©Io Makandal, The Grit and the Pearl, 2019, Multimedia Installation


Currently, we live in a world that seems to be at either extreme of the proverbial pendulum, all while societies also seem more interested in fluidity and a non-binary spectrum way of life. Do you see a possibility in which the pendulum could stabilize?


No, it never should stabilize. That would be against inertia and what good is that? It is in the moving-in-between and through, the webbing, connecting nodes, and allowing for contamination, where novel things occur. Where things grow and evolve. In a sanitized stability, there would be no life. Nature is proving this to us over and over again.


Your work also explores the duality between being and doing. Your use of the weed poetically touches upon our complex relationship to nature and how we may dispose of it according to our utilitarian perception. How do you relate this to the role of art in society?


I disagree that being and doing is a duality. In a sense, they are one in the same. My working with marginalized plants is a metaphor for thinking about marginalized positions, histories, and making space for those conversations to be had in an overtly white, western, patriarchal world. Who is the ‘we’ that disposes of it? Art is a form of story-telling, right? And it is this ability to tell stories, to recount memory, to imagine and fabulate potentialities and possibilities (and probabilities) that make us human. That creates culture and organizes society, which some thinkers used to define humans as separate from nature.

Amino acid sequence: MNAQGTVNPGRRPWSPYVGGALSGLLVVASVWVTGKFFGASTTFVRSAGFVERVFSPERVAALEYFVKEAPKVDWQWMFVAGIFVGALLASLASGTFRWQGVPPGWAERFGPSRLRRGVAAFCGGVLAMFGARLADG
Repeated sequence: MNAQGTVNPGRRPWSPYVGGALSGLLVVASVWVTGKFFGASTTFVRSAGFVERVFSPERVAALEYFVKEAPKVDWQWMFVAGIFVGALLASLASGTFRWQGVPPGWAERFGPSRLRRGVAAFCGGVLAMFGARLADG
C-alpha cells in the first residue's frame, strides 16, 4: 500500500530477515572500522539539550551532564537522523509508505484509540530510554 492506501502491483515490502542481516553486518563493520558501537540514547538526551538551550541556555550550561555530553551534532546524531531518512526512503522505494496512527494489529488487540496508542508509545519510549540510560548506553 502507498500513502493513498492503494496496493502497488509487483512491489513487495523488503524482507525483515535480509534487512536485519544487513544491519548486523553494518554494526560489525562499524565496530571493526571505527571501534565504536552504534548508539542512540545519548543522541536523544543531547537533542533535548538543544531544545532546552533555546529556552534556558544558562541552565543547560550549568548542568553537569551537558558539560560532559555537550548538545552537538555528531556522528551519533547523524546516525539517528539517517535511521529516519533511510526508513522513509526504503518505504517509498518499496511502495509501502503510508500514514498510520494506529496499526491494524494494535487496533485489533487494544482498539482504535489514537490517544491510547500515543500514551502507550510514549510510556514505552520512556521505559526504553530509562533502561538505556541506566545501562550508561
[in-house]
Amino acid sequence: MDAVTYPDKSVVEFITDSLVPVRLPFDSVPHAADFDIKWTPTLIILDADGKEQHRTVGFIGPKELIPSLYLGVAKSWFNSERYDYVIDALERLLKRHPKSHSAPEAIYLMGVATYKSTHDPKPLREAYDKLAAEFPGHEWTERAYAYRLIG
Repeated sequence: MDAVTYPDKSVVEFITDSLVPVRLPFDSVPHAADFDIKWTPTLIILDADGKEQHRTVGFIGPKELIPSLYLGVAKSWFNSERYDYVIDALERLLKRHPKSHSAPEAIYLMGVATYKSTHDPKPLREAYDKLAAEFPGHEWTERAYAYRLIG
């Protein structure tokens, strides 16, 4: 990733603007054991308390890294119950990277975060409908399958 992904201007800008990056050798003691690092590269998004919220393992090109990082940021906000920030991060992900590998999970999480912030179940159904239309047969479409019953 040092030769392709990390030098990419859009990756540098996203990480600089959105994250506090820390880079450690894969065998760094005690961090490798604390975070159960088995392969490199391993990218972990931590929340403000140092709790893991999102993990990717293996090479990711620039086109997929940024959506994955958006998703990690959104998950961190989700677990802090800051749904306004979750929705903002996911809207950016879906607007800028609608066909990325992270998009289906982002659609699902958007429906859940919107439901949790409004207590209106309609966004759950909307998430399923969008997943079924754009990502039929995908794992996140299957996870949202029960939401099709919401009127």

©Io Makandal, Entropy, detail, 2018, site specific installation


Are there artists that you admire or that have influenced your practice?


Yes, plenty, of course! Both directly and indirectly. I have many cerebral and aesthetic mentors who influence or inform how I work. Working in South Africa, it is not often that I get to experience the works of artists I admire in person. However, there have been defining moments where I have had the opportunity to see works by artists I love. In my undergrad university days, I would look for hours at reproductions of Jessica Stockholder’s installations in books and on the internet. I would try to simulate in my mind how it would feel to be standing among such works; to experience them viscerally (the same could be said about Sarah Sze). In 2016 I was on a residency in New York and I went to see one of her solo exhibitions that happened to be open at the time. Admiring it as a student, I was positively overwhelmed to be immersed in her work. Two other moments would be on two separate visits to Berlin where I visited Ai Weiwei's exhibition ‘Evidence’ in 2014 and most profoundly, the 10th Berlin Biennale. “We don’t need another hero”, curated by Gaby Ngcobo in 2018, presented artists predominantly from the Global South. The scale of these presentations was enthralling. Dineo Seshee Bopape continues to inspire me, as well. There are other artists and moments, but those stand out from the pack.


How do you see your practice developing in the future?


It’s hard to say. There are so many factors that will determine how it develops further. I imagine my current fixation with soils and plants will endure for a while as I explore the myriad of topics that those materials speak to. But I hope that my work continues to enrich people’s lives and understandings of the worlds we create and live in.


Interview conducted by Dominique Suberville